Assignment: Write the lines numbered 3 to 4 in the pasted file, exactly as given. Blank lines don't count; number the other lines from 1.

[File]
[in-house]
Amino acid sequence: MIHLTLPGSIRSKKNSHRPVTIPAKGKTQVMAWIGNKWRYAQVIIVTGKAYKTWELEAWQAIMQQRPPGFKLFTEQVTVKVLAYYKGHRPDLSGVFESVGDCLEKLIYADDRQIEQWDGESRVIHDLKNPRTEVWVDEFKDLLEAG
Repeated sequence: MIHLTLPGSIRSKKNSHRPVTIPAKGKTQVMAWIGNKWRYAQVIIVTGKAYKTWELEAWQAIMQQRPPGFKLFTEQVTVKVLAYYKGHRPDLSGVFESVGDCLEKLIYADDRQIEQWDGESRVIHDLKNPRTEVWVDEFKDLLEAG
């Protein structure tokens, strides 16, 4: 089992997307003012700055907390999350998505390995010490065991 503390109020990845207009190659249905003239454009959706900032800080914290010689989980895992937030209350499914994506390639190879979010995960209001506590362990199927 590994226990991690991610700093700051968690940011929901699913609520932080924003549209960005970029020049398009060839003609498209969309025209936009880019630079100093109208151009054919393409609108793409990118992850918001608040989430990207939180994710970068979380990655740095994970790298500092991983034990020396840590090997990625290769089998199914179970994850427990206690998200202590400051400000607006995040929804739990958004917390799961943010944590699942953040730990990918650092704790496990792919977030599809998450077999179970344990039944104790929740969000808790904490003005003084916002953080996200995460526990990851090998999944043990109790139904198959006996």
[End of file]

Repeated sequence: MIHLTLPGSIRSKKNSHRPVTIPAKGKTQVMAWIGNKWRYAQVIIVTGKAYKTWELEAWQAIMQQRPPGFKLFTEQVTVKVLAYYKGHRPDLSGVFESVGDCLEKLIYADDRQIEQWDGESRVIHDLKNPRTEVWVDEFKDLLEAG
């Protein structure tokens, strides 16, 4: 089992997307003012700055907390999350998505390995010490065991 503390109020990845207009190659249905003239454009959706900032800080914290010689989980895992937030209350499914994506390639190879979010995960209001506590362990199927 590994226990991690991610700093700051968690940011929901699913609520932080924003549209960005970029020049398009060839003609498209969309025209936009880019630079100093109208151009054919393409609108793409990118992850918001608040989430990207939180994710970068979380990655740095994970790298500092991983034990020396840590090997990625290769089998199914179970994850427990206690998200202590400051400000607006995040929804739990958004917390799961943010944590699942953040730990990918650092704790496990792919977030599809998450077999179970344990039944104790929740969000808790904490003005003084916002953080996200995460526990990851090998999944043990109790139904198959006996």